Jamie Holroyd Guitar

Jamie Holroyd Guitar

4 Ways to Comp with Another Chordal Instrument

4 Ways to Comp with Another Chordal Instrument

One question that comes up from jazz guitarists all the time is how to comp jazz guitar with another guitarist or a pianist?

While each situation is different and presents its own circumstances, there are a few tips I’ve picked up over the years that have helped me when it comes to these situations.

While most lessons in the 30 Days to Better Jazz Guitar Comping series so far have been focusing on what to play, it’s very important to we also know how to play and apply the concepts we learn in real life situations to better our jazz guitar playing.

When you start jamming with other people and playing gigs you will occasionally find yourself in a situation with another chordal instrument such as piano or a guitarist, so what do you do?

The best way to know what to do so you don’t get in each other’s way is to simply chat with the other pianist or guitarist about who is going to comp when, but if you are playing at a jam session or an unrehearsed gig there usually isn’t another time to discuss comping so these tips will be useful for those situations.


how to comp jazz guitar



Play Nothing


There’s nothing worse than two chordal instruments playing big heavy chords at the same time with extensions that clash which can result in out weighing the soloist.

Almost every time I find myself playing with a pianist I let them take care of the comping for the majority of the time so the issue is instantly resolved.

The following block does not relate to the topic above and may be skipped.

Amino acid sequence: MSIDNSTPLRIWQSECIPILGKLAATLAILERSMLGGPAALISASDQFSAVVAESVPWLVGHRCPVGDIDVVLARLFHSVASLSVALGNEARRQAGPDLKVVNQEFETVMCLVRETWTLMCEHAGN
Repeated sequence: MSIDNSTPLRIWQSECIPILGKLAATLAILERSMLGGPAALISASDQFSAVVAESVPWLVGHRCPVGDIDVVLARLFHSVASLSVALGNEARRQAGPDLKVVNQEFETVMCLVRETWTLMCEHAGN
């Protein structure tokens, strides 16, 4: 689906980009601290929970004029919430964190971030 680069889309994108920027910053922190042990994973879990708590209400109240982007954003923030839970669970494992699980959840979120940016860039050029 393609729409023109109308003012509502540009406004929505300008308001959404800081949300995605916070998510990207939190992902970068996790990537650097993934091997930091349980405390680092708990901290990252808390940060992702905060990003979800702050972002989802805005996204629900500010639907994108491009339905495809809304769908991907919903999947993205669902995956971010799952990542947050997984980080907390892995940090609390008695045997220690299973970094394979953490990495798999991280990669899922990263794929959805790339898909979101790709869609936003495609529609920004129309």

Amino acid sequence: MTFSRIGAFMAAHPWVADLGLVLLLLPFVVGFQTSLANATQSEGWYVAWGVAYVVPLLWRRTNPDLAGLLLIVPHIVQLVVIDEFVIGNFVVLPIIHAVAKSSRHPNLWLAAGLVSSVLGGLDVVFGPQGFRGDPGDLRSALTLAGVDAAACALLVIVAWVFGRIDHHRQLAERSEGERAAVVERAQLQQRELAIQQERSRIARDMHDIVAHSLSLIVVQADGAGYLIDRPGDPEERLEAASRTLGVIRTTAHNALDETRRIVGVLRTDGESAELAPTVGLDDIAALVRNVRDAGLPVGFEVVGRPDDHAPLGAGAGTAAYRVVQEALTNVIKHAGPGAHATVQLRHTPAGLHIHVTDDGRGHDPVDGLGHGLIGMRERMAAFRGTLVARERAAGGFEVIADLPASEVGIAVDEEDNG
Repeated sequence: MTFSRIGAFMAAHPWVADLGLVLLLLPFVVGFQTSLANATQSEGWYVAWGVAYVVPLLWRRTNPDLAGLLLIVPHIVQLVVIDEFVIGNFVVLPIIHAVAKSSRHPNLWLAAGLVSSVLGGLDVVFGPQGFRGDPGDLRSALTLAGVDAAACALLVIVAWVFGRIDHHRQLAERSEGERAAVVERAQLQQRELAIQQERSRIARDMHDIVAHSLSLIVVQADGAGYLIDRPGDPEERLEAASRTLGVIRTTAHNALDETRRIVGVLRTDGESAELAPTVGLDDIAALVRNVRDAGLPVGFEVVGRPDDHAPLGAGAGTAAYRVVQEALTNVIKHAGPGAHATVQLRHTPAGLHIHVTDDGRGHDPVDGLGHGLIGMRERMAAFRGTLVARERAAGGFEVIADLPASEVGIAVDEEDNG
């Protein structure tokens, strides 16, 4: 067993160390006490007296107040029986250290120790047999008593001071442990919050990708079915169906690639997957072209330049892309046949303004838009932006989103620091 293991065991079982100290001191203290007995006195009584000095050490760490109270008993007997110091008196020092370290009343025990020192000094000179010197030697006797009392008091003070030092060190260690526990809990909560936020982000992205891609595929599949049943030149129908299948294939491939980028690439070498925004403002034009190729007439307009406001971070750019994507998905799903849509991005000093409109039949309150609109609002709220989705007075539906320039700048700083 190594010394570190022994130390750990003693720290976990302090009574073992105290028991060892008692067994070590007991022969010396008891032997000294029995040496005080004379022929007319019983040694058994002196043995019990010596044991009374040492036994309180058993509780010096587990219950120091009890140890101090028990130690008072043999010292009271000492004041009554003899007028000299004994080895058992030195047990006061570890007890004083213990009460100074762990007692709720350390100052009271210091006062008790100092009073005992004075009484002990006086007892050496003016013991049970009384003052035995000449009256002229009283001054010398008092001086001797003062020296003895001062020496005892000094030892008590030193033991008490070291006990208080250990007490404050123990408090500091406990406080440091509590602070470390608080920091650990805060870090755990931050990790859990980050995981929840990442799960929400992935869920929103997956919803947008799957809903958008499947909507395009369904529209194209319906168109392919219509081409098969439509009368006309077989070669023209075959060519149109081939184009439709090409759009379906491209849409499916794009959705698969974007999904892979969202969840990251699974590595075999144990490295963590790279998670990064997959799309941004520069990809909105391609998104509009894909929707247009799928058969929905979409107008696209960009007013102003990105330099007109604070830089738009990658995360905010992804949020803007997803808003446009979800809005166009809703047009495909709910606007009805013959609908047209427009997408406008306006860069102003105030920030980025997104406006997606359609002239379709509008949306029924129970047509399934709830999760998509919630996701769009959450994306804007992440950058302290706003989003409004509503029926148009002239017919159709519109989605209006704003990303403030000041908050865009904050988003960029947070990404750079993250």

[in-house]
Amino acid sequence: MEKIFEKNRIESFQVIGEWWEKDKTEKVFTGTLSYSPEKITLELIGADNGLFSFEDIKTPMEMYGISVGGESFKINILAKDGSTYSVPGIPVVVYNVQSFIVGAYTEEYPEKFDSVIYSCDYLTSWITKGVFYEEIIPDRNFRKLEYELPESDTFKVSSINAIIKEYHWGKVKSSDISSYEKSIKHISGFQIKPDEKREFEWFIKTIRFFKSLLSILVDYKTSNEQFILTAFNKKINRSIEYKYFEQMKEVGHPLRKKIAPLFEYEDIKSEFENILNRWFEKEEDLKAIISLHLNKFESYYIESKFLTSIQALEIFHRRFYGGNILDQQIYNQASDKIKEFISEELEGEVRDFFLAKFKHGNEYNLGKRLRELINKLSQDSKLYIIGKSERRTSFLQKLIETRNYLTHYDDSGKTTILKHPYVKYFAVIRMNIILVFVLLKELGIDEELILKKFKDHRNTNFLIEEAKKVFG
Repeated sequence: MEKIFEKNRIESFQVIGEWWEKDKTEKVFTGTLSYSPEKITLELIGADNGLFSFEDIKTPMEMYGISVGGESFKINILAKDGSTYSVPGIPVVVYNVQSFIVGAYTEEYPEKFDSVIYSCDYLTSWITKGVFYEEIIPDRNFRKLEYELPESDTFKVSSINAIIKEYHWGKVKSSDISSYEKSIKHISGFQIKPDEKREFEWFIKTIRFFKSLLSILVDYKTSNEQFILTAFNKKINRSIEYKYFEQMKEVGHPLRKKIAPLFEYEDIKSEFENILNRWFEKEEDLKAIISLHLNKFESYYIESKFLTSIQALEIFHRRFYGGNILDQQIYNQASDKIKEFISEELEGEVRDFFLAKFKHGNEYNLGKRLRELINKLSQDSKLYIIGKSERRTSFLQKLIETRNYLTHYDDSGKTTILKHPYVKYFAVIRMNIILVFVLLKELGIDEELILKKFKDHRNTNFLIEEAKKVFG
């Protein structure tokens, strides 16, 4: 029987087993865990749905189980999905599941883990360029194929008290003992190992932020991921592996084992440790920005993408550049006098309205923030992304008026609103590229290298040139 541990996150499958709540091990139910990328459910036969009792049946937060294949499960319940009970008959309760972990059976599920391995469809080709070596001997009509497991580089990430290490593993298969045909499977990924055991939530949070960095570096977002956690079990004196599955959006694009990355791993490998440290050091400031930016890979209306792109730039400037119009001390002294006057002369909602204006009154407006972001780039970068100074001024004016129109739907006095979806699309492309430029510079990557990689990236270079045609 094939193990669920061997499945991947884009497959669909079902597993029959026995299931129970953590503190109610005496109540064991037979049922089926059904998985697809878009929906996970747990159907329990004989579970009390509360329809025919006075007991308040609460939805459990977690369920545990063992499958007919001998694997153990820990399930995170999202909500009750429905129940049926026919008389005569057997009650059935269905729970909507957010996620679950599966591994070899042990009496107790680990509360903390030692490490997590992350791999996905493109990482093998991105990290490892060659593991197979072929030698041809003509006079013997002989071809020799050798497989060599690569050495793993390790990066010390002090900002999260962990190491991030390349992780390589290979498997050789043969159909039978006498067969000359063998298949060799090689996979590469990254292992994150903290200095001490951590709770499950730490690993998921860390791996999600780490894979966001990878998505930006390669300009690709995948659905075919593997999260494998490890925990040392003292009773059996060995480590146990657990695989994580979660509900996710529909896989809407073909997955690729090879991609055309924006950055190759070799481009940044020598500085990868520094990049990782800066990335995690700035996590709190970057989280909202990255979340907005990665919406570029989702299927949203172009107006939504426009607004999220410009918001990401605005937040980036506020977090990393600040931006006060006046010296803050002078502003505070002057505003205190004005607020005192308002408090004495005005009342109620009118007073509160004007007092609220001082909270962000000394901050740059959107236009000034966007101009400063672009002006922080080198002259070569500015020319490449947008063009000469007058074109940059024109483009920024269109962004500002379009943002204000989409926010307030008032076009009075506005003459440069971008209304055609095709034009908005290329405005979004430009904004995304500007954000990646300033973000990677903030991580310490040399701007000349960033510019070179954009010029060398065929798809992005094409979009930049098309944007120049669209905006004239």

As much as I enjoy comping for other instruments sometimes it’s nice to listen to the other members of the group properly while still being part of the ensemble.

When taking this approach remember to glance over at the pianist every couple of choruses, you never know when it might be your turn to comp.


Create a Walking Bass Line


More and more these days I tend to find myself working in smaller jazz groups, often without a bassist.

The walking bass line is a key characteristic of jazz and when there’s no bass player, bass lines are missed, but luckily we can play them on guitar.

Usually this will have to be discussed before a performance because bass lines need to smooth, so switching rolls doesn’t often work too well.



Counter Melodies


Just because we can play chords doesn’t mean we have to. Counter melodies behind a soloist, or even playomg counter melodies with our chords can sound great.

This idea works great with other comping instruments but will also work well when there is only you comping to mix things up a little.

Instead of thinking of chords try to think of a little counter melodies you can play behind a soloist.

Melodies on the bass slower strings in octaves often work great.

For ideas listen to big band recordings where a horn section will occasionally play backing figures behind a soloist to create interest.

Often these counter lines are simply little phrases, but they can add some nice contrast for a soloist.

Just make sure that you don’t get in the range too much. Remember you’re there to make the soloist sound good.



Small Voicings


Two guitars or guitar and piano comping at the same time can sound great when they are really listening to each other and working togther.

If I feel the need to add chords when a pianist is comping, I like to use small shell voicings that I sometimes play with my thumb so I don’t clash with a piano player.

Sticking to smaller voicings means there is less chance of notes clashing because we are just playing the essential notes of the chord.

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Do you have any tips for playing with other chordal instruments? Share your thoughts in the comment section below.

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Eric Beaty

I might add that playing higher chords up the fretboard -- thus resulting in higher frequencies of notes -- is also a great way to accompany other guitarists, as most guitarists stick to the lower areas of the fretboard.

Much needed info for people today. Thanks, Jamie, for the great topic!

Jamie Holroyd

Great point, and thanks!

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